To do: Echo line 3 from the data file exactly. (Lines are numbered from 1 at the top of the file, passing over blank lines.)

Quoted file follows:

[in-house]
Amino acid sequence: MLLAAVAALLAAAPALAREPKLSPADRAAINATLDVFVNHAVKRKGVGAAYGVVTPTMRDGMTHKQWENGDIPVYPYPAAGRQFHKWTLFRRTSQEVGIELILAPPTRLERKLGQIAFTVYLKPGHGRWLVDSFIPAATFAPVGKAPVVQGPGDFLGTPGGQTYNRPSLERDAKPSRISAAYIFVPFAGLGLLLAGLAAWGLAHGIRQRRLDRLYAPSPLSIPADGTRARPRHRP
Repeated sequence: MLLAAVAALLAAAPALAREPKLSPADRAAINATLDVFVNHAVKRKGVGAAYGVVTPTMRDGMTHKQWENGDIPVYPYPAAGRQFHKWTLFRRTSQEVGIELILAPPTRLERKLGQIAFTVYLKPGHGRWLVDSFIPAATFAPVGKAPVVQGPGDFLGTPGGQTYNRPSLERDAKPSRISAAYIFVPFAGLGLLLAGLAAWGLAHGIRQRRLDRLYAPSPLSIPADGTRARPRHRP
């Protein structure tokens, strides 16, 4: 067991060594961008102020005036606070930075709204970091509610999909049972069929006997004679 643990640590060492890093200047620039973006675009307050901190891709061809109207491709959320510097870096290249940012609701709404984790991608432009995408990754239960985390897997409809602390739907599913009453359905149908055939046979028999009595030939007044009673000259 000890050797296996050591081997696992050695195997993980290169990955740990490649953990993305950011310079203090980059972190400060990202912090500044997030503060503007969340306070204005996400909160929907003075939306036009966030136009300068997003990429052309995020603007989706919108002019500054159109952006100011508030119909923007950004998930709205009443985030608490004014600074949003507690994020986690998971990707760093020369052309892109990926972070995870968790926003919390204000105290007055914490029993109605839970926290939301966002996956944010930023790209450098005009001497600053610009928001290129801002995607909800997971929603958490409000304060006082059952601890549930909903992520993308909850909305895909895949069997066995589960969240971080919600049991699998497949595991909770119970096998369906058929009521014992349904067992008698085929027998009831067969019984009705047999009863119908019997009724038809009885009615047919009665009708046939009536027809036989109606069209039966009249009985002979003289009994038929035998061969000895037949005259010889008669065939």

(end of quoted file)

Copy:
Repeated sequence: MLLAAVAALLAAAPALAREPKLSPADRAAINATLDVFVNHAVKRKGVGAAYGVVTPTMRDGMTHKQWENGDIPVYPYPAAGRQFHKWTLFRRTSQEVGIELILAPPTRLERKLGQIAFTVYLKPGHGRWLVDSFIPAATFAPVGKAPVVQGPGDFLGTPGGQTYNRPSLERDAKPSRISAAYIFVPFAGLGLLLAGLAAWGLAHGIRQRRLDRLYAPSPLSIPADGTRARPRHRP